When was the last time you updated Python packages installed via pip? Most users tend to forget that these packages need to be updated as well, since just updating the system repository will not work here.
So let’s take a moment and see how to update old Python packages with pip.
How to use pip to update python packages
Pip (Pip Installs Packages) is a command line utility for managing Python packages. You can think of it like we use apt to manage packages in Ubuntu and Debian.
So let’s dive into how you can use this fabulous utility to manage everything related to Python packages.
1. List obsolete packages
Listing the obsolete packages is the best idea for planning how you plan to update packages, as not many want to update their entire package library at once and want to be selective.
To list deprecated packages from Python, you just need to pair
pip command with
list possibility and
--outdated Flag as pictured:
pip list --outdated
2. Update a specific package
As mentioned before, once you get the list of packages that need to be updated, you can be selective and to update a specific package you have to follow the given command syntax:
pip install package_name -U
For example I want to update the package named
anime-api to the latest version, so I use the given command:
pip install anime-api -U
3. Update the package to a specific version
There is no need to only use the latest version of the software (cough Debian, cough), and if you need to use packages for a specific version, which may or may not be the latest software, you can do so with the given command syntax:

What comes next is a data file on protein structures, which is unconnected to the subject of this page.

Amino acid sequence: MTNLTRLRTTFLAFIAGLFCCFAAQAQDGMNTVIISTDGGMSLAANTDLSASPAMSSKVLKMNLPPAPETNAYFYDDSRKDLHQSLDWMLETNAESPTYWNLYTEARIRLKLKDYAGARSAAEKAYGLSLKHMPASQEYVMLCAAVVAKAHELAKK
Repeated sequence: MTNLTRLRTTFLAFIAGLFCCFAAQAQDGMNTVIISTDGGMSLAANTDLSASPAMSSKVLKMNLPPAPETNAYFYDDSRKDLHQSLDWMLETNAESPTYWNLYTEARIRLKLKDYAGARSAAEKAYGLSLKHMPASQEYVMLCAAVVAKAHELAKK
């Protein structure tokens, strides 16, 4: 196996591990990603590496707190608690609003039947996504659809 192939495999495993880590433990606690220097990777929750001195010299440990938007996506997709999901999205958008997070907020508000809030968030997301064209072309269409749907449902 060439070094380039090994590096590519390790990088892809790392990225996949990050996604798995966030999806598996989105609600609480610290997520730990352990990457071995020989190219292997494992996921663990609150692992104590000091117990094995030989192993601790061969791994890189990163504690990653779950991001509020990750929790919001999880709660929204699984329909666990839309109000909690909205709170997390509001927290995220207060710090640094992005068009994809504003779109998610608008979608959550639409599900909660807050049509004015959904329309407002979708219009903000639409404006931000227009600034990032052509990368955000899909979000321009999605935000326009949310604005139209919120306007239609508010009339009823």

pip install --upgrade <package>==<version>
So I want to update said package
xdg to version 5.1, which is one point behind the latest build, so my command would be:
pip install --upgrade xdg==5.1
4. Update each package with pip
NOTE: I wouldn’t recommend updating each package at once as most of the time the dependencies are too complex to handle.
To update each python package you need to follow the given command:
pip3 list --outdated --format=freeze | grep -v '^\-e' | cut -d = -f 1 | xargs -n1 pip3 install -U
The above command uses xargs. First it gets the packages that need to be updated and then executes them
pip3 install -U command over each packet.
And I used pip3 instead of pip here. Both pip and pip3 commands are available in Ubuntu 22.04 and later.
Updating everything at once has never been a good idea in the case of pip. And I was in a state of broken dependencies so make sure you know what you’re going to have.
And if you have any questions, feel free to ask them in the comments.